Mind-body imagery practice among Alaska breast cancer patients: a case study

Alaska Med. Oct-Dec 2006;48(3):74-84.

Abstract

Purpose: To explicate patient-reported imagery themes derived from a National Cancer Institute (NCI)-funded clinical trial demonstrating statistical and clinical improvements in patient quality of life.

Patients and method: A case-study evaluation of six breast cancer patients who completed conventional care (surgery, chemotherapy, and/or radiation) for at least six weeks before participating in an intervention utilizing imagery as adjuvant care.

Results: Thematic analysis revealed six imagery themes: (1) physical sensations in the body; (2) descriptions of health and wellbeing; (3) imagery of the natural environment; (4) imagery of colors associated with health; (5) reports of sounds associated with healing; and (6) experiences of taste and smell during imagery practice.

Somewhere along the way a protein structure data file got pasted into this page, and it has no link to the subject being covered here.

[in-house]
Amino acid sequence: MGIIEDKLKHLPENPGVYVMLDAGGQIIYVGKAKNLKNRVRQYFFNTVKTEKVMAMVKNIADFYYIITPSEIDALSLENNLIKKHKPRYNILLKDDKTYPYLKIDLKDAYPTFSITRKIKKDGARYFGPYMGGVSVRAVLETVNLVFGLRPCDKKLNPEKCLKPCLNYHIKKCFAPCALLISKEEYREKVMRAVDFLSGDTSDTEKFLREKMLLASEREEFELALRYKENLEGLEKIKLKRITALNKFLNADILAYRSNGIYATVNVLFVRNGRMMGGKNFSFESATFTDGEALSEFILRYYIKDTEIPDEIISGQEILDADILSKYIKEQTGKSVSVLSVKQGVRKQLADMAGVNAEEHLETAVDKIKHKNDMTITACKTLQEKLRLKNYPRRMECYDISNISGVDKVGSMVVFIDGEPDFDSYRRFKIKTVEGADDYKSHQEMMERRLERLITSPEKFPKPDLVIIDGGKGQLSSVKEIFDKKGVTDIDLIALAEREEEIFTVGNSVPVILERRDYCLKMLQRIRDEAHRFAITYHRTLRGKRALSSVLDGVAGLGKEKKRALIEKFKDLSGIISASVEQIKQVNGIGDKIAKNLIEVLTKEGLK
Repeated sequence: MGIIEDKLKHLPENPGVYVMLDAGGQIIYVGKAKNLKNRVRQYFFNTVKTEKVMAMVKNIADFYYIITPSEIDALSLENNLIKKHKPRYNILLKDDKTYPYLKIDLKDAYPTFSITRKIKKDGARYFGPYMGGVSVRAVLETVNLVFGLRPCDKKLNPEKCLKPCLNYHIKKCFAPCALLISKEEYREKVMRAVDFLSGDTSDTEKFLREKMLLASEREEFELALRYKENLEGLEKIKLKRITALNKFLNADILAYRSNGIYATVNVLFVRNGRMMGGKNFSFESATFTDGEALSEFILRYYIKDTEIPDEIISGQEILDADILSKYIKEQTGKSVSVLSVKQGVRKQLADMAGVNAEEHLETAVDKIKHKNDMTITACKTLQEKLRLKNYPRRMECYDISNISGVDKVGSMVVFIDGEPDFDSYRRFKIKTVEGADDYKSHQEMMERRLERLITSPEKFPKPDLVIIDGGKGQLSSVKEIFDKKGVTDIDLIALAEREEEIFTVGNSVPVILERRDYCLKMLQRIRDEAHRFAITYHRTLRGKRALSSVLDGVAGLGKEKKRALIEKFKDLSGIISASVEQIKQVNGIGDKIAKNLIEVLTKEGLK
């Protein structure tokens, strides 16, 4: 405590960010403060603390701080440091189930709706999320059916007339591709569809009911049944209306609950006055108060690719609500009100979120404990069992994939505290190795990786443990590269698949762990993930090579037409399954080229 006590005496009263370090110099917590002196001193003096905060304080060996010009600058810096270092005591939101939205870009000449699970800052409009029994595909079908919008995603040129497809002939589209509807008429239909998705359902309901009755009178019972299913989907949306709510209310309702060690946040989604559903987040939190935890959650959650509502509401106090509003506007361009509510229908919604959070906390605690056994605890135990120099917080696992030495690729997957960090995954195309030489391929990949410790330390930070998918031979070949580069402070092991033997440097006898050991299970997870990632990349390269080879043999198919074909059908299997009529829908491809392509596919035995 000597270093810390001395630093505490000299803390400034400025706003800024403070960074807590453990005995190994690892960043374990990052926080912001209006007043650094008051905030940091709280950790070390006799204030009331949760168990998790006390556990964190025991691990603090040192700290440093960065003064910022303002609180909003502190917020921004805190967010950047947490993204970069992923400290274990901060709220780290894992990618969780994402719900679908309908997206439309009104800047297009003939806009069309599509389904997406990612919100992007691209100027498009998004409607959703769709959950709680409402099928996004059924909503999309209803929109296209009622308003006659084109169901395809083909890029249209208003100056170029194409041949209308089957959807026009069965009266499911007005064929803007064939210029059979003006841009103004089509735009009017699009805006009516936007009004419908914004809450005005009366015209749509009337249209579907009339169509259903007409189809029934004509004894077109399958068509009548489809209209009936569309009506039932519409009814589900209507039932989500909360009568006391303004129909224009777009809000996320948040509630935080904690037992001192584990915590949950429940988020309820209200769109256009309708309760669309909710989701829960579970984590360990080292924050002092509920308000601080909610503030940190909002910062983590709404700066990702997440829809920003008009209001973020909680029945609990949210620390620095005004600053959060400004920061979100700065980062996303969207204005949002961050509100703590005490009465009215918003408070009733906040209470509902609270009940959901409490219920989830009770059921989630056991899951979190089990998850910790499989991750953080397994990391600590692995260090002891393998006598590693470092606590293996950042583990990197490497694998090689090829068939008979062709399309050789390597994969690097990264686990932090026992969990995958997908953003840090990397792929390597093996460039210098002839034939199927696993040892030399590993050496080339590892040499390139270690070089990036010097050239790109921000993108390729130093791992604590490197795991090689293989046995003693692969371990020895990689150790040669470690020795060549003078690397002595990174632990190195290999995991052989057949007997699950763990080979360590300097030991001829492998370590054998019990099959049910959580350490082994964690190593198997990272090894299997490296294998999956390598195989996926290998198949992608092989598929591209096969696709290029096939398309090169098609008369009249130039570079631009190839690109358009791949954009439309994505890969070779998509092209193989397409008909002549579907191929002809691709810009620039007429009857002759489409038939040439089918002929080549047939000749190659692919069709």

Conclusions: Patients report that once the cancer is 'cured,' the long-term repercussions of cancer and its treatments are overlooked by physicians and caregivers. Imagery for 'meaning-making,' as experienced in this study, is a potent skill for supporting optimal patient recovery.

Publication types

  • Case Reports
  • Research Support, N.I.H., Extramural

MeSH terms

  • Alaska
  • Attitude to Health*
  • Breast Neoplasms / psychology*
  • Breast Neoplasms / therapy
  • Female
  • Humans
  • Imagery, Psychotherapy*
  • Perception
  • Qualitative Research
  • Quality of Life / psychology*
  • Survivors / psychology